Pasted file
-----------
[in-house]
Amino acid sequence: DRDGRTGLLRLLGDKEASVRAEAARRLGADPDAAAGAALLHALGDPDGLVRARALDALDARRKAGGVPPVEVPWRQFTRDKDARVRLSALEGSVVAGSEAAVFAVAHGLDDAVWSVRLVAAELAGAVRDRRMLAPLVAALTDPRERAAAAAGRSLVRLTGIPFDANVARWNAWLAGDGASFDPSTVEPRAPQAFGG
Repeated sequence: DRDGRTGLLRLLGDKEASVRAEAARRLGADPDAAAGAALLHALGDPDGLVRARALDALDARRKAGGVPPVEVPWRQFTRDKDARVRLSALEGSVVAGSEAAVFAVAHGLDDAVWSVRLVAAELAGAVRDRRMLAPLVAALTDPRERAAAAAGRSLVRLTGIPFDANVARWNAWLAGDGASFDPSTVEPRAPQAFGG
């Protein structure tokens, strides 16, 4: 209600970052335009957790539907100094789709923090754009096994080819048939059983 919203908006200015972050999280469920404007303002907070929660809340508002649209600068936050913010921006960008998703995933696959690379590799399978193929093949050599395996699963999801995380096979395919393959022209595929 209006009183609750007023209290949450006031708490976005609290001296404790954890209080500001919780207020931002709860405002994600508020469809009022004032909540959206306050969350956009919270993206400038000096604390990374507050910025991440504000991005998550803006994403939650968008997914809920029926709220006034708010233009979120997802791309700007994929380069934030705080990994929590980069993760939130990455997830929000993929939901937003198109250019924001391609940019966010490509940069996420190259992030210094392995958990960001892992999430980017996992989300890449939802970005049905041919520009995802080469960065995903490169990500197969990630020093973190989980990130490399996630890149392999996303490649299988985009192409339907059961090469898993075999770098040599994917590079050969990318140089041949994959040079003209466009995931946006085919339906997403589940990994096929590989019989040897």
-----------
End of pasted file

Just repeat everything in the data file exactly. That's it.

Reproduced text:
[in-house]
Amino acid sequence: DRDGRTGLLRLLGDKEASVRAEAARRLGADPDAAAGAALLHALGDPDGLVRARALDALDARRKAGGVPPVEVPWRQFTRDKDARVRLSALEGSVVAGSEAAVFAVAHGLDDAVWSVRLVAAELAGAVRDRRMLAPLVAALTDPRERAAAAAGRSLVRLTGIPFDANVARWNAWLAGDGASFDPSTVEPRAPQAFGG
Repeated sequence: DRDGRTGLLRLLGDKEASVRAEAARRLGADPDAAAGAALLHALGDPDGLVRARALDALDARRKAGGVPPVEVPWRQFTRDKDARVRLSALEGSVVAGSEAAVFAVAHGLDDAVWSVRLVAAELAGAVRDRRMLAPLVAALTDPRERAAAAAGRSLVRLTGIPFDANVARWNAWLAGDGASFDPSTVEPRAPQAFGG
């Protein structure tokens, strides 16, 4: 209600970052335009957790539907100094789709923090754009096994080819048939059983 919203908006200015972050999280469920404007303002907070929660809340508002649209600068936050913010921006960008998703995933696959690379590799399978193929093949050599395996699963999801995380096979395919393959022209595929 209006009183609750007023209290949450006031708490976005609290001296404790954890209080500001919780207020931002709860405002994600508020469809009022004032909540959206306050969350956009919270993206400038000096604390990374507050910025991440504000991005998550803006994403939650968008997914809920029926709220006034708010233009979120997802791309700007994929380069934030705080990994929590980069993760939130990455997830929000993929939901937003198109250019924001391609940019966010490509940069996420190259992030210094392995958990960001892992999430980017996992989300890449939802970005049905041919520009995802080469960065995903490169990500197969990630020093973190989980990130490399996630890149392999996303490649299988985009192409339907059961090469898993075999770098040599994917590079050969990318140089041949994959040079003209466009995931946006085919339906997403589940990994096929590989019989040897």